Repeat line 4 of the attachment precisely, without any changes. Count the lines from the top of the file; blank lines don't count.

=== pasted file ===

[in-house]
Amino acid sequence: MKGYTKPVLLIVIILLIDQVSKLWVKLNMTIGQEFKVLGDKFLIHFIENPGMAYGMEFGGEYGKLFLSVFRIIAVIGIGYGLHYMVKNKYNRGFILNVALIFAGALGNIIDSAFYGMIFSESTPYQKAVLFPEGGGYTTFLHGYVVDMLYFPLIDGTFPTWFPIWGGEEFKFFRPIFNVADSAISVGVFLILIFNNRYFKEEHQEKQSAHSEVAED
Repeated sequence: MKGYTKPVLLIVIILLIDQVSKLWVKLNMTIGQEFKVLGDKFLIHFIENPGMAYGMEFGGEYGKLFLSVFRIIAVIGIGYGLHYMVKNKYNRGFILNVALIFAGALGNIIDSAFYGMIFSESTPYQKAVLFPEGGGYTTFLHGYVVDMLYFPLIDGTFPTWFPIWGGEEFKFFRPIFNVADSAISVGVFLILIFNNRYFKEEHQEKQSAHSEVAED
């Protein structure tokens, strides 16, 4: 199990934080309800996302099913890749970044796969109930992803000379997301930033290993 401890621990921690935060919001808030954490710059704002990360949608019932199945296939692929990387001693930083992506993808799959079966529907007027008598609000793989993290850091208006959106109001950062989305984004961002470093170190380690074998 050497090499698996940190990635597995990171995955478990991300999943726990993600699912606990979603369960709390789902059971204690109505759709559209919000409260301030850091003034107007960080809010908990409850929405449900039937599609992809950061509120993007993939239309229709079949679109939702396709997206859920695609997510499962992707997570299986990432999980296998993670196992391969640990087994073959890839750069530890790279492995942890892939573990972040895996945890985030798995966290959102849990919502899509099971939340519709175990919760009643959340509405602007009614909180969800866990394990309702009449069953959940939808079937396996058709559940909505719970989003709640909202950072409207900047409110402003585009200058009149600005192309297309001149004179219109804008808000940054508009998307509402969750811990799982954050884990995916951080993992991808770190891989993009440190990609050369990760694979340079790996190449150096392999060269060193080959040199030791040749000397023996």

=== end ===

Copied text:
């Protein structure tokens, strides 16, 4: 199990934080309800996302099913890749970044796969109930992803000379997301930033290993 401890621990921690935060919001808030954490710059704002990360949608019932199945296939692929990387001693930083992506993808799959079966529907007027008598609000793989993290850091208006959106109001950062989305984004961002470093170190380690074998 050497090499698996940190990635597995990171995955478990991300999943726990993600699912606990979603369960709390789902059971204690109505759709559209919000409260301030850091003034107007960080809010908990409850929405449900039937599609992809950061509120993007993939239309229709079949679109939702396709997206859920695609997510499962992707997570299986990432999980296998993670196992391969640990087994073959890839750069530890790279492995942890892939573990972040895996945890985030798995966290959102849990919502899509099971939340519709175990919760009643959340509405602007009614909180969800866990394990309702009449069953959940939808079937396996058709559940909505719970989003709640909202950072409207900047409110402003585009200058009149600005192309297309001149004179219109804008808000940054508009998307509402969750811990799982954050884990995916951080993992991808770190891989993009440190990609050369990760694979340079790996190449150096392999060269060193080959040199030791040749000397023996």